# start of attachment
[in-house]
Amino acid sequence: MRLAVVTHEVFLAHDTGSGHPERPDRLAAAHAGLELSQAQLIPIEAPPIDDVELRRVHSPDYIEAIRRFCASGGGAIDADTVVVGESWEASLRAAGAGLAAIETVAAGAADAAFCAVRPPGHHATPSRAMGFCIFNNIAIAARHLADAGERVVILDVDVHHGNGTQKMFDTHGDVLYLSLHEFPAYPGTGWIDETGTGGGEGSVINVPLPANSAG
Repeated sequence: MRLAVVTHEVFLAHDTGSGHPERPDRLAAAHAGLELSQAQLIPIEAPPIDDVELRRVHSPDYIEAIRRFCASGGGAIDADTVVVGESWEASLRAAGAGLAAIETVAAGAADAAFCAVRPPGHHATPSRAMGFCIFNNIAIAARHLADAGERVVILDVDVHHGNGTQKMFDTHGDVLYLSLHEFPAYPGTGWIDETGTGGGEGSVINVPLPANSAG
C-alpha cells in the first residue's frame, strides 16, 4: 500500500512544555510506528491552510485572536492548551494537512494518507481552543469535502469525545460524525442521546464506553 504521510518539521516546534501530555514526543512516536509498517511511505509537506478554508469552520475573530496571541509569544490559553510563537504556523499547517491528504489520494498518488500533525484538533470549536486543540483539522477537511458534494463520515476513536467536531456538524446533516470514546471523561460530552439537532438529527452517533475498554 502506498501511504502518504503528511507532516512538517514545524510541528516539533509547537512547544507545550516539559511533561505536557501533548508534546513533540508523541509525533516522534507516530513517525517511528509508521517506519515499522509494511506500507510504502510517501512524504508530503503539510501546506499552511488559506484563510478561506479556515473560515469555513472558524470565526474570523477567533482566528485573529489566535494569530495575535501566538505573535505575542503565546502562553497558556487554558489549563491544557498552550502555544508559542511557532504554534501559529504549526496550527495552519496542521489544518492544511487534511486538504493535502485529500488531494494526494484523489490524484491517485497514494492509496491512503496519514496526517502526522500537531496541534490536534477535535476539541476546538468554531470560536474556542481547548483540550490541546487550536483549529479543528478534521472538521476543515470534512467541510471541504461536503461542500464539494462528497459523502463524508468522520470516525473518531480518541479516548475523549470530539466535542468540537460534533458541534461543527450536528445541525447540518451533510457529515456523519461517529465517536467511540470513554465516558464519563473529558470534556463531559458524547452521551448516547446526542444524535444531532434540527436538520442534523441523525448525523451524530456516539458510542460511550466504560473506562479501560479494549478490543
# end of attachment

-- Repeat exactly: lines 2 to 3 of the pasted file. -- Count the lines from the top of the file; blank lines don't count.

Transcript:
Amino acid sequence: MRLAVVTHEVFLAHDTGSGHPERPDRLAAAHAGLELSQAQLIPIEAPPIDDVELRRVHSPDYIEAIRRFCASGGGAIDADTVVVGESWEASLRAAGAGLAAIETVAAGAADAAFCAVRPPGHHATPSRAMGFCIFNNIAIAARHLADAGERVVILDVDVHHGNGTQKMFDTHGDVLYLSLHEFPAYPGTGWIDETGTGGGEGSVINVPLPANSAG
Repeated sequence: MRLAVVTHEVFLAHDTGSGHPERPDRLAAAHAGLELSQAQLIPIEAPPIDDVELRRVHSPDYIEAIRRFCASGGGAIDADTVVVGESWEASLRAAGAGLAAIETVAAGAADAAFCAVRPPGHHATPSRAMGFCIFNNIAIAARHLADAGERVVILDVDVHHGNGTQKMFDTHGDVLYLSLHEFPAYPGTGWIDETGTGGGEGSVINVPLPANSAG